By Erik Wasson - 11/30/12 05:34 PM EST
A giant $1.047 trillion spending package finishing off fiscal 2013 could come to the House floor as soon as next week, if House leaders give it a green light.
Leaders will have to factor in talks on the looming "fiscal cliff" and two conservative demands — that final spending action be postponed into the new Congress and that discretionary spending be cut by some $19 billion more from the top-line level appropriators are using.
Appropriators want to replace this, and argue that if the $109 billion sequester cuts come in January — should Congress fail to get a deal — it is better to cut from a prioritized, detailed omnibus spending package than from the stopgap measure, which left agencies on autopilot.
The omnibus appropriations package is being negotiated by House Appropriations Committee Chairman Hal Rogers (R-Ky.) and Senate Appropriations Committee Chairman Daniel Innouye (D-Hawaii) at the level specified in the August 2011 debt deal.
Rogers told The Hill Friday that four or five of the 12 component bills are completely done, including that covering defense.
All of the top-line spending numbers for each bill have been agreed upon, he said. He would not say whether the larger House or Senate number for defense will be used.
“We’re making good progress. We have a ways to go yet,” Rogers said. “Whether or not there is going to be time on the floor, or we can muster enough interest in passing an omnibus to replace the [continuing resolution] remains to be seen.”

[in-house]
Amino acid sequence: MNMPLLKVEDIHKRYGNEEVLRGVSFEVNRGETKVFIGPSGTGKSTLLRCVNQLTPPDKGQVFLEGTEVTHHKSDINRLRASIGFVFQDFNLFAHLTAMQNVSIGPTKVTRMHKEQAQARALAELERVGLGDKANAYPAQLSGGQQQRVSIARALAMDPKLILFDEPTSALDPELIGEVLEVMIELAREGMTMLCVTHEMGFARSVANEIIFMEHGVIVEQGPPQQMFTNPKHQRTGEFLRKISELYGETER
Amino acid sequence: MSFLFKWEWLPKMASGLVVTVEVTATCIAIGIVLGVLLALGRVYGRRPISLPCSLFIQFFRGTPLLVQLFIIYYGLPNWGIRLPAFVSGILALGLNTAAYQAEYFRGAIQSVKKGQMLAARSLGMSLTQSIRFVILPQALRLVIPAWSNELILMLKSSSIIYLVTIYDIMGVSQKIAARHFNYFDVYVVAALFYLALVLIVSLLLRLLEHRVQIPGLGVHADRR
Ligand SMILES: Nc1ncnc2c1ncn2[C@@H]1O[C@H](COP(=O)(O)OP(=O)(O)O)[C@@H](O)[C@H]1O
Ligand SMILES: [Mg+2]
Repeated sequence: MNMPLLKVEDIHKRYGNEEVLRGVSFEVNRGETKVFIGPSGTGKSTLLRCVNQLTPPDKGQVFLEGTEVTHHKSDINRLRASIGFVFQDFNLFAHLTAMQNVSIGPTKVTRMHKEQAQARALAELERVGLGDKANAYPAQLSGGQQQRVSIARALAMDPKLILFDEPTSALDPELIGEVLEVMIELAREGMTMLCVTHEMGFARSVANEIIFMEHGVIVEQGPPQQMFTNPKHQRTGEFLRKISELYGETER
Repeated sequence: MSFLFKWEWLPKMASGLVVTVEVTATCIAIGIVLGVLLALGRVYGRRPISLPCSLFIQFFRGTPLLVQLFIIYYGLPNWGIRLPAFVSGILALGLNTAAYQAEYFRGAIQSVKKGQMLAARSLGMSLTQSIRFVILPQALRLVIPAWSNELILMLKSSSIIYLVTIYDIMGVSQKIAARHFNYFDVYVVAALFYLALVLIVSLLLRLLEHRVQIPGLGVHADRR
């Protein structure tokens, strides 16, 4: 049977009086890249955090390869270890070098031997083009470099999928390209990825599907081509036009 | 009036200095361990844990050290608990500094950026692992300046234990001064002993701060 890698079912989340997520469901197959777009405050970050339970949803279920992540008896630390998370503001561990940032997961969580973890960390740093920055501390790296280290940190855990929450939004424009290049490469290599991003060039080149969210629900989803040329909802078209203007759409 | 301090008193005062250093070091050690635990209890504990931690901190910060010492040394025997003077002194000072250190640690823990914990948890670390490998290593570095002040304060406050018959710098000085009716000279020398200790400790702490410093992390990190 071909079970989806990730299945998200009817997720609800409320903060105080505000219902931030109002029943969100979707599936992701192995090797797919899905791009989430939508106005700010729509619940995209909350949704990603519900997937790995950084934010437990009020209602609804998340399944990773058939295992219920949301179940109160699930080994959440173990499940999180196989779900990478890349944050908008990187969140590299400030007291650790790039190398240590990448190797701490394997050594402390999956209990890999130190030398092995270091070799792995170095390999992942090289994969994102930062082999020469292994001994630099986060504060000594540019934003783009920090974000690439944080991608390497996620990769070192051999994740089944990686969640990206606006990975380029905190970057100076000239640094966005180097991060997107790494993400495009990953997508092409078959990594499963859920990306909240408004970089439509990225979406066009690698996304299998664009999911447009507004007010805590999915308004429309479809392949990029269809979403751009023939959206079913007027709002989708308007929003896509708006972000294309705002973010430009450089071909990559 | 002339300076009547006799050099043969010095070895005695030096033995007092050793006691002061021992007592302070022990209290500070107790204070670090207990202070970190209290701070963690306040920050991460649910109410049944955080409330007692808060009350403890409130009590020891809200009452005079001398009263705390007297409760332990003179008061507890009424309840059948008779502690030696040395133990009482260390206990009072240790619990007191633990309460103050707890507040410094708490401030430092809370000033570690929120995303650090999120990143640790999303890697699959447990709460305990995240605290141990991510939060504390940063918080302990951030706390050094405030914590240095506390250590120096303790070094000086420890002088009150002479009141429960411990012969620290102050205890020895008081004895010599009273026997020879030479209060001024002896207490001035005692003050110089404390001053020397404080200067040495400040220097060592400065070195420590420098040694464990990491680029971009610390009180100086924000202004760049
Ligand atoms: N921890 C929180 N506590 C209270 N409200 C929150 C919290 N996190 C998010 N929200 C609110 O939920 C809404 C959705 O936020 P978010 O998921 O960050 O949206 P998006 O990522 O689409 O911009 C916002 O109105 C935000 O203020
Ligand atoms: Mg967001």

Rogers said he is not going to do a whip count yet on the giant spending bill because he wants negotiations with the Senate to be finished first.
“I want a product I can sell first,” he said.
The most troublesome titles, such as that for Labor and Health and the State Department could end up as simple extensions of current policy, he said.
Rogers said that an omnibus could be passed before or after a fiscal cliff bill. An aide said that if the fiscal deal cut into 2013 discretionary spending, that across-the-board reduction is better applied to an omnibus than to the existing continuing resolution.
Rogers is waiting for the Obama administration to request a supplemental spending bill to pay for Superstorm Sandy damage. He said he expects two bills will be necessary, with a larger one coming in the spring rather than the lame duck. He expects the first will at least appropriate $5 billion allowed for disaster relief under the Budget Control Act. Northeast lawmakers are seeking some $80 billion in funds to pay for the storm.
The chairman said he does not know whether the Sandy bill would be combined with an omnibus, or if disaster aid would need to be offset with spending cuts elsewhere.
"We'll have to discuss that later," he said.
If no omnibus passes in the lame duck, the Appropriations committees could have to start from scratch on fiscal 2013 spending in January with a view to a deal by the end of March. Failure to reach a deal could add a shutdown crisis to the calendar along with a possible fight over the debt ceiling in the spring, unless a debt ceiling increase is also passed in the lame duck.